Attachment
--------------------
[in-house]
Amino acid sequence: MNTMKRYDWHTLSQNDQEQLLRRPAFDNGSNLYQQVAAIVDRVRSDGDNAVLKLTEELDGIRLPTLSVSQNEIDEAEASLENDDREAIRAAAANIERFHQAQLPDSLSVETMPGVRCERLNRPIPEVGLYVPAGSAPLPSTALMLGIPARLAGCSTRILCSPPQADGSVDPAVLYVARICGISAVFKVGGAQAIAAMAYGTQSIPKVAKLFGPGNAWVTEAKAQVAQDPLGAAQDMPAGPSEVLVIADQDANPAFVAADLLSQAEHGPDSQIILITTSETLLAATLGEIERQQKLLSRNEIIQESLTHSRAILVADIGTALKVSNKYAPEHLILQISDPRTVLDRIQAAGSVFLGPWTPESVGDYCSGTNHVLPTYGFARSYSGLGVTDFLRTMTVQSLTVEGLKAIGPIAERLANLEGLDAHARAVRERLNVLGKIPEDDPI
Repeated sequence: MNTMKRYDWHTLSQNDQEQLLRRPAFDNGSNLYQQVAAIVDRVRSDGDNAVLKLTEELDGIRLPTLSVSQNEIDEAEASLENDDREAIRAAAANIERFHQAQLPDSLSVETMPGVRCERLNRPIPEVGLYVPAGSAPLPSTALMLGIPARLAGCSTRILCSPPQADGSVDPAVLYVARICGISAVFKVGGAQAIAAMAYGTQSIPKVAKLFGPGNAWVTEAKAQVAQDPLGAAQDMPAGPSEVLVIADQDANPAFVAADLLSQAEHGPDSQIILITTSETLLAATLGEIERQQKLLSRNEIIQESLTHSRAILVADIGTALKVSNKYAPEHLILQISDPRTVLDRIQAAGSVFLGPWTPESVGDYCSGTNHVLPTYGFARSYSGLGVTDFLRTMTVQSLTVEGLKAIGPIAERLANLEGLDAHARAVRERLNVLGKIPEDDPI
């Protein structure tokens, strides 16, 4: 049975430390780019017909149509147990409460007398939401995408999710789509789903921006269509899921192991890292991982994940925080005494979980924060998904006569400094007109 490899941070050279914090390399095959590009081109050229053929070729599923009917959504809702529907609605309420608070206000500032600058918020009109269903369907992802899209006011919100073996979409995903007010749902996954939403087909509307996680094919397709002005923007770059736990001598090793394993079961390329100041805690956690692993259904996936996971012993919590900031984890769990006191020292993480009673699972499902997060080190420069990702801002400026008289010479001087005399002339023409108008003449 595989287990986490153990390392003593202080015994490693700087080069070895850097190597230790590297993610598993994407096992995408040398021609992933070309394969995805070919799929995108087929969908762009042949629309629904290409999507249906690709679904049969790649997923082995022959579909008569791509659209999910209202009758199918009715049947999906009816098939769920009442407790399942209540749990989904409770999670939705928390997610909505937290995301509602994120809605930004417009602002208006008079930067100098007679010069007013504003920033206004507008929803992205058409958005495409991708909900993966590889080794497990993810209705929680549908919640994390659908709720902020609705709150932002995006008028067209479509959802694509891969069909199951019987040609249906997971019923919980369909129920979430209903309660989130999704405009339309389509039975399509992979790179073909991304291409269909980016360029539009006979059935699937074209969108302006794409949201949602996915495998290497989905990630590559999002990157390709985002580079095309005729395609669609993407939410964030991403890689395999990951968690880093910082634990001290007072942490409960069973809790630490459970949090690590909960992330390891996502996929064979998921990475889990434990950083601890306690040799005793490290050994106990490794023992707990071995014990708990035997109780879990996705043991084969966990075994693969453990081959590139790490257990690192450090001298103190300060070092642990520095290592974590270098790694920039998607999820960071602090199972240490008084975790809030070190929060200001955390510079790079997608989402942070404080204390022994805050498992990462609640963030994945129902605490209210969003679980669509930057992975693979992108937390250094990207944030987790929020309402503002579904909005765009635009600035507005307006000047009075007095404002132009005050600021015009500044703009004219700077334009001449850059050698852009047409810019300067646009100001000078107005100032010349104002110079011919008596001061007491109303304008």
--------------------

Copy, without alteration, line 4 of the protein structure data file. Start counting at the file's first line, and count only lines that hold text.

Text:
């Protein structure tokens, strides 16, 4: 049975430390780019017909149509147990409460007398939401995408999710789509789903921006269509899921192991890292991982994940925080005494979980924060998904006569400094007109 490899941070050279914090390399095959590009081109050229053929070729599923009917959504809702529907609605309420608070206000500032600058918020009109269903369907992802899209006011919100073996979409995903007010749902996954939403087909509307996680094919397709002005923007770059736990001598090793394993079961390329100041805690956690692993259904996936996971012993919590900031984890769990006191020292993480009673699972499902997060080190420069990702801002400026008289010479001087005399002339023409108008003449 595989287990986490153990390392003593202080015994490693700087080069070895850097190597230790590297993610598993994407096992995408040398021609992933070309394969995805070919799929995108087929969908762009042949629309629904290409999507249906690709679904049969790649997923082995022959579909008569791509659209999910209202009758199918009715049947999906009816098939769920009442407790399942209540749990989904409770999670939705928390997610909505937290995301509602994120809605930004417009602002208006008079930067100098007679010069007013504003920033206004507008929803992205058409958005495409991708909900993966590889080794497990993810209705929680549908919640994390659908709720902020609705709150932002995006008028067209479509959802694509891969069909199951019987040609249906997971019923919980369909129920979430209903309660989130999704405009339309389509039975399509992979790179073909991304291409269909980016360029539009006979059935699937074209969108302006794409949201949602996915495998290497989905990630590559999002990157390709985002580079095309005729395609669609993407939410964030991403890689395999990951968690880093910082634990001290007072942490409960069973809790630490459970949090690590909960992330390891996502996929064979998921990475889990434990950083601890306690040799005793490290050994106990490794023992707990071995014990708990035997109780879990996705043991084969966990075994693969453990081959590139790490257990690192450090001298103190300060070092642990520095290592974590270098790694920039998607999820960071602090199972240490008084975790809030070190929060200001955390510079790079997608989402942070404080204390022994805050498992990462609640963030994945129902605490209210969003679980669509930057992975693979992108937390250094990207944030987790929020309402503002579904909005765009635009600035507005307006000047009075007095404002132009005050600021015009500044703009004219700077334009001449850059050698852009047409810019300067646009100001000078107005100032010349104002110079011919008596001061007491109303304008």